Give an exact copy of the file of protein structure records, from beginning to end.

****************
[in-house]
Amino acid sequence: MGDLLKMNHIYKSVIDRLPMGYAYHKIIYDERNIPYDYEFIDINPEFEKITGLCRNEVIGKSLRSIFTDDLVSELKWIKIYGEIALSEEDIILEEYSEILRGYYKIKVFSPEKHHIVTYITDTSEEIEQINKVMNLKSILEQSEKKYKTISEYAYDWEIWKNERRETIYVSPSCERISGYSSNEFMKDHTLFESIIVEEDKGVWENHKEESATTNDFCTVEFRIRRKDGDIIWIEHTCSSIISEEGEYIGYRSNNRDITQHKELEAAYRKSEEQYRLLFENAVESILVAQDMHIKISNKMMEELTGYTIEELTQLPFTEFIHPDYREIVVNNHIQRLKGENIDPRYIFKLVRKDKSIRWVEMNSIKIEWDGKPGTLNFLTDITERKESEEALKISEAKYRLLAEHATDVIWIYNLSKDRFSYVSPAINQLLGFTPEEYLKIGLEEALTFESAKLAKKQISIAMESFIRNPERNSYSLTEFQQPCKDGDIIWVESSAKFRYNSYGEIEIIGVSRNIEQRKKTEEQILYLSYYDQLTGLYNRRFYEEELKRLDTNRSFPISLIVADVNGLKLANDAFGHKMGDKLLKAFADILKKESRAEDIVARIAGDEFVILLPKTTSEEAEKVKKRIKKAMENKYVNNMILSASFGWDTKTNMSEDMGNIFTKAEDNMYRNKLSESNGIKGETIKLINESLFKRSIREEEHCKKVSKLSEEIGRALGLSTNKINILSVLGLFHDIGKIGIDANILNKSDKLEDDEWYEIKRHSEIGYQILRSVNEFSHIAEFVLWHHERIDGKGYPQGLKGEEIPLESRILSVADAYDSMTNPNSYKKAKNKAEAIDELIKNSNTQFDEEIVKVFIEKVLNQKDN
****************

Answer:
[in-house]
Amino acid sequence: MGDLLKMNHIYKSVIDRLPMGYAYHKIIYDERNIPYDYEFIDINPEFEKITGLCRNEVIGKSLRSIFTDDLVSELKWIKIYGEIALSEEDIILEEYSEILRGYYKIKVFSPEKHHIVTYITDTSEEIEQINKVMNLKSILEQSEKKYKTISEYAYDWEIWKNERRETIYVSPSCERISGYSSNEFMKDHTLFESIIVEEDKGVWENHKEESATTNDFCTVEFRIRRKDGDIIWIEHTCSSIISEEGEYIGYRSNNRDITQHKELEAAYRKSEEQYRLLFENAVESILVAQDMHIKISNKMMEELTGYTIEELTQLPFTEFIHPDYREIVVNNHIQRLKGENIDPRYIFKLVRKDKSIRWVEMNSIKIEWDGKPGTLNFLTDITERKESEEALKISEAKYRLLAEHATDVIWIYNLSKDRFSYVSPAINQLLGFTPEEYLKIGLEEALTFESAKLAKKQISIAMESFIRNPERNSYSLTEFQQPCKDGDIIWVESSAKFRYNSYGEIEIIGVSRNIEQRKKTEEQILYLSYYDQLTGLYNRRFYEEELKRLDTNRSFPISLIVADVNGLKLANDAFGHKMGDKLLKAFADILKKESRAEDIVARIAGDEFVILLPKTTSEEAEKVKKRIKKAMENKYVNNMILSASFGWDTKTNMSEDMGNIFTKAEDNMYRNKLSESNGIKGETIKLINESLFKRSIREEEHCKKVSKLSEEIGRALGLSTNKINILSVLGLFHDIGKIGIDANILNKSDKLEDDEWYEIKRHSEIGYQILRSVNEFSHIAEFVLWHHERIDGKGYPQGLKGEEIPLESRILSVADAYDSMTNPNSYKKAKNKAEAIDELIKNSNTQFDEEIVKVFIEKVLNQKDN